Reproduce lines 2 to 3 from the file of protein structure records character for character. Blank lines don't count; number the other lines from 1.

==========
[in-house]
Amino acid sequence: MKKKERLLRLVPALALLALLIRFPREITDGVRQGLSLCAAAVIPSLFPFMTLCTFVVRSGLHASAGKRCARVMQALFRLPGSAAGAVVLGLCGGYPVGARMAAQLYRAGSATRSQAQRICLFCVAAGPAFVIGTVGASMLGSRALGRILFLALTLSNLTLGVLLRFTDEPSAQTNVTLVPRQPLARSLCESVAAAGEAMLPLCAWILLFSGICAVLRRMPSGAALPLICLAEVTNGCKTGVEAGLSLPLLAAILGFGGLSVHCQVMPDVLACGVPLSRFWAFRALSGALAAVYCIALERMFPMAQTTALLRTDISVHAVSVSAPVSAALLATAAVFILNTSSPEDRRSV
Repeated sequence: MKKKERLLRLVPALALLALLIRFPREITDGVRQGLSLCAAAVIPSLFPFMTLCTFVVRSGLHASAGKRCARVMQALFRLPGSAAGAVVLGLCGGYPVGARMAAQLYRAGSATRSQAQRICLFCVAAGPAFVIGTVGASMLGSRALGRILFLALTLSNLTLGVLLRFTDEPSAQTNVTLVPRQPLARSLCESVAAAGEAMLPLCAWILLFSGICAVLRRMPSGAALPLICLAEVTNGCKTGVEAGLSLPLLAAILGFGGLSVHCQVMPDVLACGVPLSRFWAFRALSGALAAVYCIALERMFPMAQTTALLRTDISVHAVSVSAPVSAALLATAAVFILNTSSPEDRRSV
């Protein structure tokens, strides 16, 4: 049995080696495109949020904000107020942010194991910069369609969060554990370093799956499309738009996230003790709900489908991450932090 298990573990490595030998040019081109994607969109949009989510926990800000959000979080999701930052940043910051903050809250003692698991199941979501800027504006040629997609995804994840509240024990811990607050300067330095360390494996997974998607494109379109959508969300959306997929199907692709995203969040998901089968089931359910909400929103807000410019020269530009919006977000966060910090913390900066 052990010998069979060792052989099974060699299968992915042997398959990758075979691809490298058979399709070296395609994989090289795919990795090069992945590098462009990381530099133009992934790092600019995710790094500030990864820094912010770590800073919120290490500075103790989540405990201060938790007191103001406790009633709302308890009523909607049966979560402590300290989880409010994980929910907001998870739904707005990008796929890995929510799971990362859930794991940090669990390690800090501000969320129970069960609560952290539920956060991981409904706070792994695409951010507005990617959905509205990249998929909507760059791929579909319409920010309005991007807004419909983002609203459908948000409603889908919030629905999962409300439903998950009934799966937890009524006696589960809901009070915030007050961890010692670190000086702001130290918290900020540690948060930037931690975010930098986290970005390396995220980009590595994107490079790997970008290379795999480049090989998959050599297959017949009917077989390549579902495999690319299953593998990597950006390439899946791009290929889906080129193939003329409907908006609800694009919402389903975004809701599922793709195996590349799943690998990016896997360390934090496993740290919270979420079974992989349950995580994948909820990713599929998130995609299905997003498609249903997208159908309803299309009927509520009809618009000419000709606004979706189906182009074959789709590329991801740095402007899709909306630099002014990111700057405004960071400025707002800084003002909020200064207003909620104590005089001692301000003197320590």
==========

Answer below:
Amino acid sequence: MKKKERLLRLVPALALLALLIRFPREITDGVRQGLSLCAAAVIPSLFPFMTLCTFVVRSGLHASAGKRCARVMQALFRLPGSAAGAVVLGLCGGYPVGARMAAQLYRAGSATRSQAQRICLFCVAAGPAFVIGTVGASMLGSRALGRILFLALTLSNLTLGVLLRFTDEPSAQTNVTLVPRQPLARSLCESVAAAGEAMLPLCAWILLFSGICAVLRRMPSGAALPLICLAEVTNGCKTGVEAGLSLPLLAAILGFGGLSVHCQVMPDVLACGVPLSRFWAFRALSGALAAVYCIALERMFPMAQTTALLRTDISVHAVSVSAPVSAALLATAAVFILNTSSPEDRRSV
Repeated sequence: MKKKERLLRLVPALALLALLIRFPREITDGVRQGLSLCAAAVIPSLFPFMTLCTFVVRSGLHASAGKRCARVMQALFRLPGSAAGAVVLGLCGGYPVGARMAAQLYRAGSATRSQAQRICLFCVAAGPAFVIGTVGASMLGSRALGRILFLALTLSNLTLGVLLRFTDEPSAQTNVTLVPRQPLARSLCESVAAAGEAMLPLCAWILLFSGICAVLRRMPSGAALPLICLAEVTNGCKTGVEAGLSLPLLAAILGFGGLSVHCQVMPDVLACGVPLSRFWAFRALSGALAAVYCIALERMFPMAQTTALLRTDISVHAVSVSAPVSAALLATAAVFILNTSSPEDRRSV